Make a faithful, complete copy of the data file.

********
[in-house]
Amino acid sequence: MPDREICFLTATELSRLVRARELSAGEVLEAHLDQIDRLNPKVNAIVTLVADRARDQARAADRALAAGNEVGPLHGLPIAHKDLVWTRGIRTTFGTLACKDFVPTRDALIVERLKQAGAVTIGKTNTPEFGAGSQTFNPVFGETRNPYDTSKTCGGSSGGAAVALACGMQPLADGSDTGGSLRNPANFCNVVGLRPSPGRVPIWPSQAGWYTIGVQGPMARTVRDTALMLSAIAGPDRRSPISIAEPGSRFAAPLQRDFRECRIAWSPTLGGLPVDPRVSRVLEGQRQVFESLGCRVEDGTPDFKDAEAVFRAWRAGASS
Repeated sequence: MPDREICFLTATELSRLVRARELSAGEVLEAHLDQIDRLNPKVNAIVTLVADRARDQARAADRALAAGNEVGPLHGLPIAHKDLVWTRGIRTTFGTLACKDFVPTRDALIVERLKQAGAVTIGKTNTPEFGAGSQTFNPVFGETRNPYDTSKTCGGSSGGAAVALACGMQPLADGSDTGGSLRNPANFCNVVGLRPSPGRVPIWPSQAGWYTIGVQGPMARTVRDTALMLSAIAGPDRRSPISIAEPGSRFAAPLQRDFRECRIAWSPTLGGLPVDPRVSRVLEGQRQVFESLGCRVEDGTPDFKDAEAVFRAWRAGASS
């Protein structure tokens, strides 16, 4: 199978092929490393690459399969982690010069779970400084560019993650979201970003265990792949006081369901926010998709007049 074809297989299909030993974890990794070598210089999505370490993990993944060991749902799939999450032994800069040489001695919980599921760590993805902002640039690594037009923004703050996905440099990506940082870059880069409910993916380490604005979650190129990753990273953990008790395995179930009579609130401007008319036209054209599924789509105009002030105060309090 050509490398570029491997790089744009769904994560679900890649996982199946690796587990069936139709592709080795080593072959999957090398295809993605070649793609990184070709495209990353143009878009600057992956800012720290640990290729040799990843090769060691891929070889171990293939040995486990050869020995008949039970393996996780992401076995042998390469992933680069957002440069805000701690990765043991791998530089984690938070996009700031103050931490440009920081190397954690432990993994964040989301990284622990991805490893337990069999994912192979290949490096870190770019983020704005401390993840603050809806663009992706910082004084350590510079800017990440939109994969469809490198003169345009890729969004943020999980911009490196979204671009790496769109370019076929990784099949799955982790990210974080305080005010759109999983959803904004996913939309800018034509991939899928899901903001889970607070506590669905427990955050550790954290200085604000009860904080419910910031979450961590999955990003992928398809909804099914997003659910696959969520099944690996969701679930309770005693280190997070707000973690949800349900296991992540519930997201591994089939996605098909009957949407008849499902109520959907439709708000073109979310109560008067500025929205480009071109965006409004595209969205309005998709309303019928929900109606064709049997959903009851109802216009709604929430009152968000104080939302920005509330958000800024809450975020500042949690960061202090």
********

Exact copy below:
[in-house]
Amino acid sequence: MPDREICFLTATELSRLVRARELSAGEVLEAHLDQIDRLNPKVNAIVTLVADRARDQARAADRALAAGNEVGPLHGLPIAHKDLVWTRGIRTTFGTLACKDFVPTRDALIVERLKQAGAVTIGKTNTPEFGAGSQTFNPVFGETRNPYDTSKTCGGSSGGAAVALACGMQPLADGSDTGGSLRNPANFCNVVGLRPSPGRVPIWPSQAGWYTIGVQGPMARTVRDTALMLSAIAGPDRRSPISIAEPGSRFAAPLQRDFRECRIAWSPTLGGLPVDPRVSRVLEGQRQVFESLGCRVEDGTPDFKDAEAVFRAWRAGASS
Repeated sequence: MPDREICFLTATELSRLVRARELSAGEVLEAHLDQIDRLNPKVNAIVTLVADRARDQARAADRALAAGNEVGPLHGLPIAHKDLVWTRGIRTTFGTLACKDFVPTRDALIVERLKQAGAVTIGKTNTPEFGAGSQTFNPVFGETRNPYDTSKTCGGSSGGAAVALACGMQPLADGSDTGGSLRNPANFCNVVGLRPSPGRVPIWPSQAGWYTIGVQGPMARTVRDTALMLSAIAGPDRRSPISIAEPGSRFAAPLQRDFRECRIAWSPTLGGLPVDPRVSRVLEGQRQVFESLGCRVEDGTPDFKDAEAVFRAWRAGASS
């Protein structure tokens, strides 16, 4: 199978092929490393690459399969982690010069779970400084560019993650979201970003265990792949006081369901926010998709007049 074809297989299909030993974890990794070598210089999505370490993990993944060991749902799939999450032994800069040489001695919980599921760590993805902002640039690594037009923004703050996905440099990506940082870059880069409910993916380490604005979650190129990753990273953990008790395995179930009579609130401007008319036209054209599924789509105009002030105060309090 050509490398570029491997790089744009769904994560679900890649996982199946690796587990069936139709592709080795080593072959999957090398295809993605070649793609990184070709495209990353143009878009600057992956800012720290640990290729040799990843090769060691891929070889171990293939040995486990050869020995008949039970393996996780992401076995042998390469992933680069957002440069805000701690990765043991791998530089984690938070996009700031103050931490440009920081190397954690432990993994964040989301990284622990991805490893337990069999994912192979290949490096870190770019983020704005401390993840603050809806663009992706910082004084350590510079800017990440939109994969469809490198003169345009890729969004943020999980911009490196979204671009790496769109370019076929990784099949799955982790990210974080305080005010759109999983959803904004996913939309800018034509991939899928899901903001889970607070506590669905427990955050550790954290200085604000009860904080419910910031979450961590999955990003992928398809909804099914997003659910696959969520099944690996969701679930309770005693280190997070707000973690949800349900296991992540519930997201591994089939996605098909009957949407008849499902109520959907439709708000073109979310109560008067500025929205480009071109965006409004595209969205309005998709309303019928929900109606064709049997959903009851109802216009709604929430009152968000104080939302920005509330958000800024809450975020500042949690960061202090």